He lay there holding her. It had been hours on a rainy Sunday afternoon in February, and as the hours passed so did the sunlight that peaked through the cracks of the blinds in their bedroom. He did not move from his spot beside her even as darkness filled the house. The minutes passed, evening came, and he did not turn on the light. He only watched her chest rise as it filled with air and she exhaled. And he held her tightly.
Initially, I hoped to use these lines above in a short story about the most important things in life; not money, possessions, frivolous things that come and go, but people and the relationships we form with them. I think the lines suffice as they are.
I watch many films. Two of the most recent I’ve seen, Dunkirk and Darkest Hour, are complements to each other. Both films tell the story of Europe in World War II as Nazi Germany ran over the continent with an ease that borders on unimaginable now in 2018. With the U.S. choosing not to intervene until that point in the war, the United Kingdom was under imminent threat with the majority of its military stranded on Dunkirk beach in northern France. In the end, more than 330,000 soldiers were rescued by a fleet of civilian ships. While the war turned later, tens of millions of young men were dead by the time peace returned in 1945.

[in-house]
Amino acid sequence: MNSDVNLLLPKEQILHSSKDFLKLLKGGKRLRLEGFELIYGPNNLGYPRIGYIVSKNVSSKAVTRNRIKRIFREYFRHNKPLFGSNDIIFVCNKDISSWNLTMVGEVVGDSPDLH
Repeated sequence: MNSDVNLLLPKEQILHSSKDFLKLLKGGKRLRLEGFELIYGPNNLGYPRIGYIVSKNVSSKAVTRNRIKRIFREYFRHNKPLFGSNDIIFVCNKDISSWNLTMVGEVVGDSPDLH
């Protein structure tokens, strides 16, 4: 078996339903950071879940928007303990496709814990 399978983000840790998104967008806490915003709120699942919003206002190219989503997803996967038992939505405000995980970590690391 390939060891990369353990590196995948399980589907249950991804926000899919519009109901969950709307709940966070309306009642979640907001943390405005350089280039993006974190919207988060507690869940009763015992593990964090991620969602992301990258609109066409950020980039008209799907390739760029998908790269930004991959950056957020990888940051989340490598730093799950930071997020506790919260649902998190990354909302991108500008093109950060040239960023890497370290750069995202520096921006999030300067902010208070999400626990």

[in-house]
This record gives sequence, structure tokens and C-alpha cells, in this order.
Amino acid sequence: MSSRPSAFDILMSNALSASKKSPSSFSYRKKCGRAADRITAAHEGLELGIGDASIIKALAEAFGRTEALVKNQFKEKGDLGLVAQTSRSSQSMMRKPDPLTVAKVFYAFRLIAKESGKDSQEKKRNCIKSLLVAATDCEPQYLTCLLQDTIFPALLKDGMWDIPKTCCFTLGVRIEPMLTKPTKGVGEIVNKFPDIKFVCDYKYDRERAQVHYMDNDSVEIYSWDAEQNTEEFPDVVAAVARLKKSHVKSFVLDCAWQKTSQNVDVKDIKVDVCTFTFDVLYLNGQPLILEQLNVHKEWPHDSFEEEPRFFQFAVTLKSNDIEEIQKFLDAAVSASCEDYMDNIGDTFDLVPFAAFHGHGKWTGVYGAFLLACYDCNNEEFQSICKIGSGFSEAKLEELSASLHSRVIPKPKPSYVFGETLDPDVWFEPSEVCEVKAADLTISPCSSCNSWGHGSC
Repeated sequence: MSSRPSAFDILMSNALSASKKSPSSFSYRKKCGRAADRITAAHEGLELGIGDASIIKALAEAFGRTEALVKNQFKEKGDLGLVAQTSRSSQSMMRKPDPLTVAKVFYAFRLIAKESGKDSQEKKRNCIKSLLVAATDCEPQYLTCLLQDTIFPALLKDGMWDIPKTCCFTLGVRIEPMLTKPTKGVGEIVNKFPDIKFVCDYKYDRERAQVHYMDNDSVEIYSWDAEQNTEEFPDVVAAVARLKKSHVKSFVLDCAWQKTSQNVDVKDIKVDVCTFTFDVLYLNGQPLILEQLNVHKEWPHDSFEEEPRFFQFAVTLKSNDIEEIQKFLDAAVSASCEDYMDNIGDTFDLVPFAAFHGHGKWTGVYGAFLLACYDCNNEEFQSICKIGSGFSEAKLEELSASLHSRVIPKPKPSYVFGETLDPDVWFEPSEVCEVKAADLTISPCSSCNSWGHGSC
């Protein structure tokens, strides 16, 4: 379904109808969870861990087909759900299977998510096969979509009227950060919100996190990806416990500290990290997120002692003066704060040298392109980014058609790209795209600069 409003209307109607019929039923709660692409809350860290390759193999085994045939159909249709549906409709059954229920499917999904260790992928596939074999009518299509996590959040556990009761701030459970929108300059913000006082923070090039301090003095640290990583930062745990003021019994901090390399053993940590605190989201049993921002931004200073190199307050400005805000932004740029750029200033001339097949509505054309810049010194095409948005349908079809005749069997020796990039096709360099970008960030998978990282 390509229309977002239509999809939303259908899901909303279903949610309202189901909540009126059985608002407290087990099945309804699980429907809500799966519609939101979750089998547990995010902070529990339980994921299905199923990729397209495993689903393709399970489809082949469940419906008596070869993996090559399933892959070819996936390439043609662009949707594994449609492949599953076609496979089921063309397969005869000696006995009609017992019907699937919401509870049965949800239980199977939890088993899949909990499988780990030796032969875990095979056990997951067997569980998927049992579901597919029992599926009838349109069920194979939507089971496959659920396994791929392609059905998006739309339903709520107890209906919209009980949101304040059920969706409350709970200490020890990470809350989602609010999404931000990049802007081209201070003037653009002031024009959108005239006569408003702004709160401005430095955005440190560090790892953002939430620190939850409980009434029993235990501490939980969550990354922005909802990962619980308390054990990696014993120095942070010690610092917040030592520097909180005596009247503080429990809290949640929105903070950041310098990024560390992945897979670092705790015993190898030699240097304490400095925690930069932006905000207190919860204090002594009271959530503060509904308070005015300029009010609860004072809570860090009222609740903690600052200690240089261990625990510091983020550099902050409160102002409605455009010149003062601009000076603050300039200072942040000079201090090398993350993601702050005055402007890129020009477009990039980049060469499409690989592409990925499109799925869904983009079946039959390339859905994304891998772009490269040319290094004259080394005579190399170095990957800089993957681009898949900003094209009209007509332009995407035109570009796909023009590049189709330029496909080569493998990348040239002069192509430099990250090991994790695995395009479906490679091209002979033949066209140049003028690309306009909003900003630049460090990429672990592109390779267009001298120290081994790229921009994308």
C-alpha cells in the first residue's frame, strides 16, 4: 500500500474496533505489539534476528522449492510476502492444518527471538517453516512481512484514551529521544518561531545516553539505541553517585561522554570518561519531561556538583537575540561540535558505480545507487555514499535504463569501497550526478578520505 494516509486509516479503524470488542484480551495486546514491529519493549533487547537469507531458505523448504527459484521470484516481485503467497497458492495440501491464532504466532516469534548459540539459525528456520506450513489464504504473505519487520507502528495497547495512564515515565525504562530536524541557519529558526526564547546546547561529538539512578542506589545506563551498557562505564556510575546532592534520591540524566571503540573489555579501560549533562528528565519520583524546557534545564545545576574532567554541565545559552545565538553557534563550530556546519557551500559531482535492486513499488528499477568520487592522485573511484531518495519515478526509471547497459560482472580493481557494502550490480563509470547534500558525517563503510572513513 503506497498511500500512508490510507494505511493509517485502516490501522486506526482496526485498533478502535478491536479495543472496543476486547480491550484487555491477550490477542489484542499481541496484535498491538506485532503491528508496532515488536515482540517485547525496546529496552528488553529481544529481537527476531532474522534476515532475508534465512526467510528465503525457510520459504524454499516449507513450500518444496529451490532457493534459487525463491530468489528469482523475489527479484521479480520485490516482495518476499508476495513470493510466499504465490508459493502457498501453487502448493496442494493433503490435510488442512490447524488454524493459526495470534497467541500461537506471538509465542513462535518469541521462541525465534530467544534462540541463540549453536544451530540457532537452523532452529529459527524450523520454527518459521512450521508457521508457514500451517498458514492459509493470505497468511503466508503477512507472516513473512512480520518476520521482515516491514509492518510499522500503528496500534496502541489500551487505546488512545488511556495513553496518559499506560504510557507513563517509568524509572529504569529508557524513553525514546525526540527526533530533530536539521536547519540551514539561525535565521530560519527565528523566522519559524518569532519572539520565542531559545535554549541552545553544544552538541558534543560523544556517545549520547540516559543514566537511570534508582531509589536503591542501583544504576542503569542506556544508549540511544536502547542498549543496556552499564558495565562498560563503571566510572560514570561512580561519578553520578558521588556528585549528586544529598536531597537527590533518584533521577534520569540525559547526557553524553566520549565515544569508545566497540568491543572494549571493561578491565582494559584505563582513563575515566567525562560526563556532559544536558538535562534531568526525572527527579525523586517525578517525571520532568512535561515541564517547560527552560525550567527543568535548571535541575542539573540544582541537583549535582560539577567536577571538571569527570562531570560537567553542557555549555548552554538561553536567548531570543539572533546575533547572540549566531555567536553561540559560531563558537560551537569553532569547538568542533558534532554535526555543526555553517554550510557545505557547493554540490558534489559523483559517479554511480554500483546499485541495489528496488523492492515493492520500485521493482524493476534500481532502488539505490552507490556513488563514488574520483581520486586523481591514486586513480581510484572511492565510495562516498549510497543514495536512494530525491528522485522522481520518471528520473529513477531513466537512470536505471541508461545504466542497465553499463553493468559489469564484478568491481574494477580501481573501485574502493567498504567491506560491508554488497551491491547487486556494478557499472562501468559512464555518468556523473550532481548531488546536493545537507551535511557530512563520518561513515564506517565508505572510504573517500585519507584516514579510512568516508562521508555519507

I have been thinking about those times, and how fortunate I am to live a peaceful life. It is easy as Westerners living in the 21st century to be lulled into deceptive comfort. But, even in its deceptiveness, many of our lives remain a relief compared to the hard ones lived by those in generations past. I think of the many young men who gave their lives to war and it makes me truly sad.
Oftentimes, I place so much value in things that are, ultimately, unimportant. In the face of death, illness or the many other ways tragedy transcends into our daily experiences, these things are insignificant. What is a new iPhone, an expensive suit, a home in the suburbs compared to people? I imagine the millions who die prematurely in war would give anything to spend a final moment in the arms of their lovers, at a table eating dinner with their family, or telling jokes at a bar with their friends. Yet it seems so often we overlook these most valuable relationships in our pursuit of other, lesser things.
The scene described above is an image of two lovers. It does not matter their location, ethnicity, age. It is what I imagine when I think of an important moment. It is moments like these that I will cherish above any possession, and that I hope to remind myself of when my mind grows tired from unfulfilled longings for what is ultimately fleeting and superfluous.